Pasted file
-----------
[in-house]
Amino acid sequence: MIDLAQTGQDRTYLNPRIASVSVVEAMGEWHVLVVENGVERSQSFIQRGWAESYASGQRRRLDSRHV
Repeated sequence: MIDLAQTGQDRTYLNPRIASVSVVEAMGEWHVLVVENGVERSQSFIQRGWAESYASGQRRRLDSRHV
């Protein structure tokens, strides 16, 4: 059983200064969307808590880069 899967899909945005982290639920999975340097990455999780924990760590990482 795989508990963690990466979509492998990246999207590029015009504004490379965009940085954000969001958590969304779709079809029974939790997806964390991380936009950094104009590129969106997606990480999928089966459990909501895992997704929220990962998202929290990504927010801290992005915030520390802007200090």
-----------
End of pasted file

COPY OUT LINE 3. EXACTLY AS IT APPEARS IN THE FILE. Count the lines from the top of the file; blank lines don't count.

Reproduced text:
Repeated sequence: MIDLAQTGQDRTYLNPRIASVSVVEAMGEWHVLVVENGVERSQSFIQRGWAESYASGQRRRLDSRHV